The trailer for The Second Best Marigold Hotel appeared in the cinema out of nowhere and it immediately looked like the kind of film that I would enjoy. The problem was I barely remembered the first film being released in the cinema. Luckily for me the TV and cinema listings aligned and I managed to watch The Best Marigold Hotel a couple of days before seeing the sequel. The Best Marigold Hotel turned out to be an excellent film, filled with British humour, heart and emotion.
The Second Best Marigold Hotel had a lot to live up to.
PLOT: The residents of The Best Marigold Hotel have settled in and are enjoying their time in India and with each other. Meanwhile Sonny’s (Dev Patel) plans to expand his hotel empire hit a snag when the potential investor sends an inspector to evaluate the hotel. END PLOT
On the face of it the plot for The Second Best Marigold Hotel seems flimsy but each character gets their own subplot, some work - Evelyn (Judi Dench) and Douglas’s (Bill Nighy) stuttering attempts to commit to their new relationship and some don’t - Norman (Ronald Pickup) accidently paying a driver to kill his partner Carol (Diana Hardcastle). Despite having such a large cast each character manages to get their fair share of screen time although it will leave you wishing that your favourite had more. In my case it was Maggie Smith.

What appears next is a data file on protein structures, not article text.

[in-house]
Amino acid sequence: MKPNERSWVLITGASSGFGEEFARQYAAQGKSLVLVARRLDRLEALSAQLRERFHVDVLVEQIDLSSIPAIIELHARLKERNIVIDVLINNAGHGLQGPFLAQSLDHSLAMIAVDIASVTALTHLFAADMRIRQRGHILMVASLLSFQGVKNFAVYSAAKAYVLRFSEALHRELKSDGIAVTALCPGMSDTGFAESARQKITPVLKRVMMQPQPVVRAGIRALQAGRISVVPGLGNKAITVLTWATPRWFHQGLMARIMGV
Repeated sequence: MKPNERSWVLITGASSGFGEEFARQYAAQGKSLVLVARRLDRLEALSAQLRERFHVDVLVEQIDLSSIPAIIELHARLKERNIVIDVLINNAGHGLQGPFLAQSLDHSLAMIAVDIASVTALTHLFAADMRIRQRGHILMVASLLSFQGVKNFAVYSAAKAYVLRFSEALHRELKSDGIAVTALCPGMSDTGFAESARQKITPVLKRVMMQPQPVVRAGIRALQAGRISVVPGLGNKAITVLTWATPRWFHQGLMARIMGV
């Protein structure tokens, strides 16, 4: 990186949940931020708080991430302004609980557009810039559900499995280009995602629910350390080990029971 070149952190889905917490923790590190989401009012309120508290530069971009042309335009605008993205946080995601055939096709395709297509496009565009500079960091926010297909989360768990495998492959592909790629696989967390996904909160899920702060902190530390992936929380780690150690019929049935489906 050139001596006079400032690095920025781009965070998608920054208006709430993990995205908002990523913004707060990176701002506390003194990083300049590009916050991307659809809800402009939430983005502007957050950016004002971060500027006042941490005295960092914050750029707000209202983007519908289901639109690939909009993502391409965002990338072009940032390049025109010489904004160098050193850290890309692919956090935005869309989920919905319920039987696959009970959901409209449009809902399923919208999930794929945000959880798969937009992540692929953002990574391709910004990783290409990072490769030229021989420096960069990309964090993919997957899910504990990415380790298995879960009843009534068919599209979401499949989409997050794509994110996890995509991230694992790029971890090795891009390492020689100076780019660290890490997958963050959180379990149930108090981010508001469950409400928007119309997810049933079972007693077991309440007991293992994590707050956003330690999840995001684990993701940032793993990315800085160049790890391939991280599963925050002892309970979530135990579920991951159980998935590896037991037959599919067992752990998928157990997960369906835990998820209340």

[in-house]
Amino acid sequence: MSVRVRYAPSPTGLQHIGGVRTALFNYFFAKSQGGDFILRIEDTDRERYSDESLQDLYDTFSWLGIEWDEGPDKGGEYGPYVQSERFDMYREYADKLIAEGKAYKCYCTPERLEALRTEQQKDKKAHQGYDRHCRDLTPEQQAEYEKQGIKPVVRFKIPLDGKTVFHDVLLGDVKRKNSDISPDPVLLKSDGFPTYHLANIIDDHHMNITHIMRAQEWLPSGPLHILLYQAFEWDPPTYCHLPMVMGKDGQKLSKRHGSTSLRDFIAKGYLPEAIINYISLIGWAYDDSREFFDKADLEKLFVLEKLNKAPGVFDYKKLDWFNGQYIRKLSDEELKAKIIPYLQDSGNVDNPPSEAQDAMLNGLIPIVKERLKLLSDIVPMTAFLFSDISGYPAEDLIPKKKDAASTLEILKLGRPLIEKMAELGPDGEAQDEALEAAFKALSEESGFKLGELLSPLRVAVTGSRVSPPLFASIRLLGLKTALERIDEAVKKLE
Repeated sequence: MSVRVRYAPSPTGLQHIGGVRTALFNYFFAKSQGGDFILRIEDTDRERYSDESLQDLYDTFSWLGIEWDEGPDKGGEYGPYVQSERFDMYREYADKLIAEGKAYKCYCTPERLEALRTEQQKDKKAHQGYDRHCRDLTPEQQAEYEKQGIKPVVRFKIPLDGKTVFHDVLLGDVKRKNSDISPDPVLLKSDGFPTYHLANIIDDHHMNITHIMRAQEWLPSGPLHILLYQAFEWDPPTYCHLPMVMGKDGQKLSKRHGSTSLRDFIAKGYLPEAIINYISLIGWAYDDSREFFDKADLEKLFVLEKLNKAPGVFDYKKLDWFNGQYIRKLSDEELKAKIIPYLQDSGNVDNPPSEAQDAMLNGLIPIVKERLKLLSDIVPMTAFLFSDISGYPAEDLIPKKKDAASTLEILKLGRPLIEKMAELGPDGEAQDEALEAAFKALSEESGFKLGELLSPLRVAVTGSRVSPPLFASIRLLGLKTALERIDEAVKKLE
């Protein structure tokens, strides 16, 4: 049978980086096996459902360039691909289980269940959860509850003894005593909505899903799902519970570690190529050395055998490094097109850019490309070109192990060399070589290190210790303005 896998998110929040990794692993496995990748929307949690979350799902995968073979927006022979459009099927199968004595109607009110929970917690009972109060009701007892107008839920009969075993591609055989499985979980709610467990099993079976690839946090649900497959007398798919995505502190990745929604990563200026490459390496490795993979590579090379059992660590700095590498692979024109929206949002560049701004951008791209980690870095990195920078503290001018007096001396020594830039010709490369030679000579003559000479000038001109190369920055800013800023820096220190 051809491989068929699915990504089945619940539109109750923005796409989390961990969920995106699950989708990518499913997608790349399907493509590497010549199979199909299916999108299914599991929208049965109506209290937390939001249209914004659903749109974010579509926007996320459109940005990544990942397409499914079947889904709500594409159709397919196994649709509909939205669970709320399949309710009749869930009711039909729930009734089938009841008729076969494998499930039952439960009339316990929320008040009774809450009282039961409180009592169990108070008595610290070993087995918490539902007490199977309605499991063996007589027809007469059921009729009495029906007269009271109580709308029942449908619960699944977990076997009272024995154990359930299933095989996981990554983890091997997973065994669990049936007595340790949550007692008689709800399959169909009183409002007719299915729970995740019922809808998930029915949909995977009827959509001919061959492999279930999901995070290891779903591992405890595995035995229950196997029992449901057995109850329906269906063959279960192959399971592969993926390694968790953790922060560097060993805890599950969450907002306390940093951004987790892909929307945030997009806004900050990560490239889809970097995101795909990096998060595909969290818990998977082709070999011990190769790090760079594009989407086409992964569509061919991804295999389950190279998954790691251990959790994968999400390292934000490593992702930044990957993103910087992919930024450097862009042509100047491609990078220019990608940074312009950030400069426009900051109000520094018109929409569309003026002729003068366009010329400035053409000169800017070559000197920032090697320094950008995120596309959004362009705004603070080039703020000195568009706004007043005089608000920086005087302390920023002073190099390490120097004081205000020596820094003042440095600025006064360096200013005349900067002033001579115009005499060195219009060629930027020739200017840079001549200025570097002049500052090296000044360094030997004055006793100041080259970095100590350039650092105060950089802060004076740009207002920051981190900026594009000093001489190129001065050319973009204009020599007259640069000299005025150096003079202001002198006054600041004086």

What makes The Second Best Marigold Hotel work so well is that the likeable characters are played by actors that have been perfectly cast. Judi Dench is ridiculously sweet, Bill Nighy is ridiculously awkward, Maggie Smith is ridiculously badass and Dev Patel is ridiculously enthusiastic although if you find his shtick edging towards annoying in the early part of the film I wouldn’t be able to argue against this.
The Marigold Hotel is still crumbling but the sets are gorgeous and in keeping with the tradition of sequels there is more colour and noise and the film ends with a brilliant dance sequence in which everyone gets involved.
The Second Best Marigold Hotel is at its worst light-hearted escapism but what makes it memorable is the fact that it has plenty of heart and I did find myself tearing up on more than one occasion. It won’t be considered the best film of the year but it is likely to be the one that made me the happiest. It gets 8/10. If we were to stop by the Marigold Hotel every couple of years to check in with the residents I would not be unhappy. Hopefully Ian McKellen will check in.